Thanesar derives its name from the words "Sthaneshwar" which means "Place of God". The Sthaneshwar Mahadev Temple, whose presiding deity is Lord Shiva, is believed to be place where the Pandavas along with Krishna prayed to Lord Shiva and received his blessings for victory in the battle of Mahabharata.[11] 1.5 km from Thanesar on Kurukshetra-Pehowa road lies Narkatari, the water tank named Bhishma Kund is believed to be the spot when Bhishma lay of the bed of arrows during the Mahabharata war.[12][13]

Sannihit Sarovar, Thanesar

Kaleshwar Mahadev Temple & Dukha Bhanjan Mahadev Temples are also the oldest temples of Thanesar. Other religious sites include the Brahma Sarovar,[14] Jyotisar, the Sannihit Sarovar, Gurdwara 6th Patashahi and the Devi Bhadrakali temple, which is counted among the 51 Shakti Peethas. The bathing-fair held here on the occurrence of a solar eclipse is said to be attended by half a million pilgrims.

Sack of Sthaneshwar by Mahmud of Gazni[edit]

Thanesar was sacked and many of its temples were destroyed by Mahmud of Ghazni.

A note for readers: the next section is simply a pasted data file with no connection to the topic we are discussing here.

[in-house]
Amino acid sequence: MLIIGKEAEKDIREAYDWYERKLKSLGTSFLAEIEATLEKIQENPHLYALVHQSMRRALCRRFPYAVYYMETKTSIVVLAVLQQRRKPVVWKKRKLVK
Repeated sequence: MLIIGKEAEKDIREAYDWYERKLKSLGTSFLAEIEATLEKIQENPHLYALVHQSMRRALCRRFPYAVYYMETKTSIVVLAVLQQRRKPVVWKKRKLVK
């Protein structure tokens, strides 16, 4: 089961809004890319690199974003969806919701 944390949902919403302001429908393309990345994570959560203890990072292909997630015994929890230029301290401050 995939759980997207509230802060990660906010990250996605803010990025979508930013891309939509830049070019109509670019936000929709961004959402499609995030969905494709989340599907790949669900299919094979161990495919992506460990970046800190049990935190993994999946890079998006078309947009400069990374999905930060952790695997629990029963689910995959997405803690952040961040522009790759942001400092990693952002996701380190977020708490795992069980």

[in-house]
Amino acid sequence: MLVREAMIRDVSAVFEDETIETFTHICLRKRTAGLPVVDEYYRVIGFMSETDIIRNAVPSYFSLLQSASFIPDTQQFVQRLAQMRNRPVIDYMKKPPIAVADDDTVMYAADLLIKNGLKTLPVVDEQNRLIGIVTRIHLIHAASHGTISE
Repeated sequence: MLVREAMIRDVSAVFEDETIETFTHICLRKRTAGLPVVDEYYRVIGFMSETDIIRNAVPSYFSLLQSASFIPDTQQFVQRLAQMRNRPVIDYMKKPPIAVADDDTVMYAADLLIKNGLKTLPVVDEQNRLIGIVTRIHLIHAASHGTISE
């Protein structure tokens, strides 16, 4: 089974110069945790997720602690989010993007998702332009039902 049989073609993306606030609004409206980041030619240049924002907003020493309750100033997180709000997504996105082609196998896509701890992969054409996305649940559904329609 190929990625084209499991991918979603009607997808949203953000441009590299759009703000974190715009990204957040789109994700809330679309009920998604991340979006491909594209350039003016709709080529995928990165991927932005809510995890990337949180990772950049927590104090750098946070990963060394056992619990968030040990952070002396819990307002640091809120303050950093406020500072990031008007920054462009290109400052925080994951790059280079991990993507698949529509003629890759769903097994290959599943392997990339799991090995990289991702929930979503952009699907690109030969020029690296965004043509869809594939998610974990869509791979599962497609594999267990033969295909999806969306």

Firishta records[16] that

, the most sacred Hindu place, in the kingdom of Hindoostan. It had reached the ears of the King that Thanesur was held in the same veneration by idolaters, as Mecca by the faithful; that they had there set up a number of idols, the principal of which they called Jugsoma, pretending that it had existed ever since the creation. Mahmood having reached Punjab, required, according to the subsisting treaty with the Hindu Shahi king Anandpal, that his army should not be molested on its march through his country. An embassy was accordingly sent to inform the Raja of his intentions, and desiring him to send safe-guards into his towns and villages, which he would take care should be protected from the followers of his camp. Anandpal the Shahi king, agreeing to this proposal, prepared an entertainment for the reception of the King, at the same time issuing orders for all his subjects to supply the camp with every necessary of life.

The Raja's brother, with two thousand horse was also sent to meet the army, and to deliver the following message: